Thursday, 30 December 2010

IVF and condom use are related in the culture of death

It is reported that Costa Rica is under pressure to legalise in vitro fertilisation (IVF). Amidst all the challenges faced by the pro-life movement, we must continue to work openly and courageously for a ban on all IVF procedures. Opposing IVF does not imply denying babies, conceived by IVF, their humanity. However, it's vital to oppose IVF as a way of conceiving children since it turns human beings into commodities to be brought to birth or discarded at will. Since the birth to the first IVF child over thirty years ago, in the UK well over two million embryos have been discarded, or frozen, or selectively aborted, or miscarried or used in destructive experiments.

IVF amounts to the manufacture of human beings. The practice of IVF assumes that our offspring may be produced in the laboratory, and that the role of the natural mother, in safeguarding with her own body the welfare of the embryo from conception, may legitimately be transferred to other people.

As Dr John Fleming, SPUC's consultant on bioethics, puts it:
"There is no such thing as a form of IVF which respects life. Human life is disrespected in the embryos and in their parents by virtue of the process itself, namely the gestation of a human being outside of his natural environment."
Do read Fr Fleming's review for SPUC of Dignitas Personae, the 2008 Instruction on certain bioethical questions from the Congregation for the Doctrine of the Faith (CDF). Also, do order a copy of Fr Fleming's book on the same Instruction.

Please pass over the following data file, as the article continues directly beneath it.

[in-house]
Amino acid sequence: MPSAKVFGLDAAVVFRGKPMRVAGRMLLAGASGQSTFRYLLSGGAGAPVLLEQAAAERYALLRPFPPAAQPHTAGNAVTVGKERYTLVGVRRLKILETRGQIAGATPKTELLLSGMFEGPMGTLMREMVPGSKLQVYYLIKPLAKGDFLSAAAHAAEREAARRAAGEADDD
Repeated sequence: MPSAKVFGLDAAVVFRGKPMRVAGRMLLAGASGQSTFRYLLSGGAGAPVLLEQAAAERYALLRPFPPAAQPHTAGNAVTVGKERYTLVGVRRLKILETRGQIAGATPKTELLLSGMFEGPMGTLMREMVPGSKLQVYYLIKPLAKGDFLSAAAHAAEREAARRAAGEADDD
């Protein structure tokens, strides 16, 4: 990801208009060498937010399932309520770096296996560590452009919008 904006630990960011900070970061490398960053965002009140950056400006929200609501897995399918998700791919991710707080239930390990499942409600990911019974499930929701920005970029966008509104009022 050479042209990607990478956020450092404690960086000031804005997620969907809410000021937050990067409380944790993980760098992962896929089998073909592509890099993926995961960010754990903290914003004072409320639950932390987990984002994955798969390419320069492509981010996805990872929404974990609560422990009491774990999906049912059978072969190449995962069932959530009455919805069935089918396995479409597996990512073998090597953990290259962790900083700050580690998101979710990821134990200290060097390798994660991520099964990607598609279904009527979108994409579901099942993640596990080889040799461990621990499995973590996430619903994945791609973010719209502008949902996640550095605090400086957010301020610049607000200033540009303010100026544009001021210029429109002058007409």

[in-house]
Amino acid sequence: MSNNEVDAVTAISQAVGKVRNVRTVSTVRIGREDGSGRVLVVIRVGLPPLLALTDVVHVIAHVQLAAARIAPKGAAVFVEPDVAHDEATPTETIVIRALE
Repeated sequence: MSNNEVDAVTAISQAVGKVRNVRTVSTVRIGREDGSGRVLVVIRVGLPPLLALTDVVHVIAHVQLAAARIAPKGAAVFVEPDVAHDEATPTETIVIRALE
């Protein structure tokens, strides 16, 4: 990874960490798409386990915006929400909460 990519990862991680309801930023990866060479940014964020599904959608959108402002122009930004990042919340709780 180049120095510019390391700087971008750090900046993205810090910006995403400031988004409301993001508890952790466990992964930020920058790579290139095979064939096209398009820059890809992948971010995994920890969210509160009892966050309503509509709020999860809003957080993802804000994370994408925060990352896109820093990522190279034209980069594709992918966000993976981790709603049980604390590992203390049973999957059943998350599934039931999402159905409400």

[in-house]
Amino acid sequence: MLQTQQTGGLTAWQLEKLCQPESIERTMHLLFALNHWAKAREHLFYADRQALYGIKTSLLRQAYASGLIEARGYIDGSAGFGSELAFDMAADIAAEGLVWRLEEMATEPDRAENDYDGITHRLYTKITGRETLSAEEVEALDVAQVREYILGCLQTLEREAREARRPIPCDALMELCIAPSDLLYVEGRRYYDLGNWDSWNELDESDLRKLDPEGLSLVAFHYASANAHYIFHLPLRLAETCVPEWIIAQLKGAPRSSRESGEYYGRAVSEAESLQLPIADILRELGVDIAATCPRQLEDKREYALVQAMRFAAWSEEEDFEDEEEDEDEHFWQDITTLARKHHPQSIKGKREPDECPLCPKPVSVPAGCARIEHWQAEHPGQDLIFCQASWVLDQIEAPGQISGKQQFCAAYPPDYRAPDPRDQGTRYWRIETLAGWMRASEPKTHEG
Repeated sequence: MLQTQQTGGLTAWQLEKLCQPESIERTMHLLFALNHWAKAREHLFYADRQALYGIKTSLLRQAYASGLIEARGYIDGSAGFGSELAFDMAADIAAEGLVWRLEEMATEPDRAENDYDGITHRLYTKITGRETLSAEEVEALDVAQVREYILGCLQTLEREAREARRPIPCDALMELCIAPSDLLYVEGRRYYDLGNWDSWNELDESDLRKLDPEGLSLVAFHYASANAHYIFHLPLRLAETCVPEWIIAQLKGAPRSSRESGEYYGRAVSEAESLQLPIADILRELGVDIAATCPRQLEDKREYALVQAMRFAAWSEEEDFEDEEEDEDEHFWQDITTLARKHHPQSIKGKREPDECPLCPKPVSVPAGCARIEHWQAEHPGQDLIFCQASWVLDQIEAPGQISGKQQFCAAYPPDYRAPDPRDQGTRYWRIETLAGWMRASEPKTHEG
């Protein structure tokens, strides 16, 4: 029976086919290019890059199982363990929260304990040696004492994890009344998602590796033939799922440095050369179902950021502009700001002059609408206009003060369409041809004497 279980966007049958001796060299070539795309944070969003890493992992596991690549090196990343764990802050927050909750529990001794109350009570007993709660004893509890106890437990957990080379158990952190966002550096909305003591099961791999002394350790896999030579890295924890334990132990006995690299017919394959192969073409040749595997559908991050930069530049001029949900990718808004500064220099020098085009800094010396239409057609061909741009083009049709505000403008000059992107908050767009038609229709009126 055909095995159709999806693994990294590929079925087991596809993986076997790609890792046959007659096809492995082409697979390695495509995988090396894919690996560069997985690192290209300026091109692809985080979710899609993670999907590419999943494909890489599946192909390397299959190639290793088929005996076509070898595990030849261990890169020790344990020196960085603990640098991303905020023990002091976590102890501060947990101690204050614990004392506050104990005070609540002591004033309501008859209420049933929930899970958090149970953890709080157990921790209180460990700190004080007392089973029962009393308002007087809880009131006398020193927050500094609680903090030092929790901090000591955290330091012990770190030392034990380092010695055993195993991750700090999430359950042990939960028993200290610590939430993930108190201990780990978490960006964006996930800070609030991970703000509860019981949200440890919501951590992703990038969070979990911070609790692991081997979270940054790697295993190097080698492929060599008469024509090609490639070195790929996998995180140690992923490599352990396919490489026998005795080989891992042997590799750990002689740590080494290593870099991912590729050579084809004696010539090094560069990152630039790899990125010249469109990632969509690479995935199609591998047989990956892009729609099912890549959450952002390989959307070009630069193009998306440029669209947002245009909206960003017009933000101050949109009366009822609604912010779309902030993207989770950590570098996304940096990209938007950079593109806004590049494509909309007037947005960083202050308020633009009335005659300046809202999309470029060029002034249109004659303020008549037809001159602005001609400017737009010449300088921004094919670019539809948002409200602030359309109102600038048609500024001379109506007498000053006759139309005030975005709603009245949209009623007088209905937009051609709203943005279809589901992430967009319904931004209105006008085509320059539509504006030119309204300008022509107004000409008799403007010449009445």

The use of IVF and related technologies have been condemned by the Catholic Church as contrary to the natural moral law. Catholic teaching on the matter is crystal clear. As Dignitas Personae explains (14):
"The fact that the process of in vitro fertilization very frequently involves the deliberate destruction of embryos was already noted in the Instruction Donum vitae. There were some who maintained that this was due to techniques which were still somewhat imperfect. Subsequent experience has shown, however, that all techniques of in vitro fertilization proceed as if the human embryo were simply a mass of cells to be used, selected and discarded."
The Catholic Church also teaches that:
"The moral relevance of the link between the meanings of the conjugal act and between the goods of marriage, as well as the unity of the human being and the dignity of his origin, demand that the procreation of a human person be brought about as the fruit of the conjugal act specific to the love between spouses." (Instruction Donum Vitae, on respect for human life in its origin and on the dignity of procreation, Congregation for the Doctrine of the Faith, 1987)
The Catholic Church's teaching against IVF shares some common points with its perennial prohibition of all condom use. In both IVF and condom use, sexual activity is separated from procreation, with ejaculation occurring outside the morally required environment of a wife's vaginal tract. As I have argued many times, the acceptance of the separation of sexual activity from procreation underpins today's anti-life and anti-family culture. Either directly or indirectly, that separation and its acceptance underpins abortion, abortifacient birth control, destructive embryo research, abusive parenting of children and the promotion of homosexuality. As the late Pope John Paul II, the great pro-life champion, taught (Evangelium Vitae, 1995, para.97) it is an illusion to think that we can build a true culture of human life if we do not offer adolescents and young adults an authentic education in sexuality, and in love, and the whole of life according to their true meaning and in their close interconnection.

It is therefore absolutely vital that faithful pro-life/pro-family Catholics must:
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